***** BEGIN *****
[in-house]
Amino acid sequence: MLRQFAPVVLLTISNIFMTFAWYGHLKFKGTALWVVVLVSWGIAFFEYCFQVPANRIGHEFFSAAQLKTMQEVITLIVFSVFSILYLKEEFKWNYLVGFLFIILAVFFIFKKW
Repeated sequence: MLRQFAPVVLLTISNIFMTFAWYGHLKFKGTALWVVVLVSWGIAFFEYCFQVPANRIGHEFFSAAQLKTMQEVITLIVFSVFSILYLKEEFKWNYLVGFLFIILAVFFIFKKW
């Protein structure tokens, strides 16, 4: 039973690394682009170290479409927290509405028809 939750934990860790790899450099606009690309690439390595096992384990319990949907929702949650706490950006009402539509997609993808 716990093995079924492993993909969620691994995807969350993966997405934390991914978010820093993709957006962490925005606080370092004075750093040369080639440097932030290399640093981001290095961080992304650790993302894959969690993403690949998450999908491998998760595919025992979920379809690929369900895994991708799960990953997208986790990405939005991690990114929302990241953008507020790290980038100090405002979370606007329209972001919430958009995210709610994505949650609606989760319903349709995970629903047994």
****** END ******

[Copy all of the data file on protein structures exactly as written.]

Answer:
[in-house]
Amino acid sequence: MLRQFAPVVLLTISNIFMTFAWYGHLKFKGTALWVVVLVSWGIAFFEYCFQVPANRIGHEFFSAAQLKTMQEVITLIVFSVFSILYLKEEFKWNYLVGFLFIILAVFFIFKKW
Repeated sequence: MLRQFAPVVLLTISNIFMTFAWYGHLKFKGTALWVVVLVSWGIAFFEYCFQVPANRIGHEFFSAAQLKTMQEVITLIVFSVFSILYLKEEFKWNYLVGFLFIILAVFFIFKKW
């Protein structure tokens, strides 16, 4: 039973690394682009170290479409927290509405028809 939750934990860790790899450099606009690309690439390595096992384990319990949907929702949650706490950006009402539509997609993808 716990093995079924492993993909969620691994995807969350993966997405934390991914978010820093993709957006962490925005606080370092004075750093040369080639440097932030290399640093981001290095961080992304650790993302894959969690993403690949998450999908491998998760595919025992979920379809690929369900895994991708799960990953997208986790990405939005991690990114929302990241953008507020790290980038100090405002979370606007329209972001919430958009995210709610994505949650609606989760319903349709995970629903047994």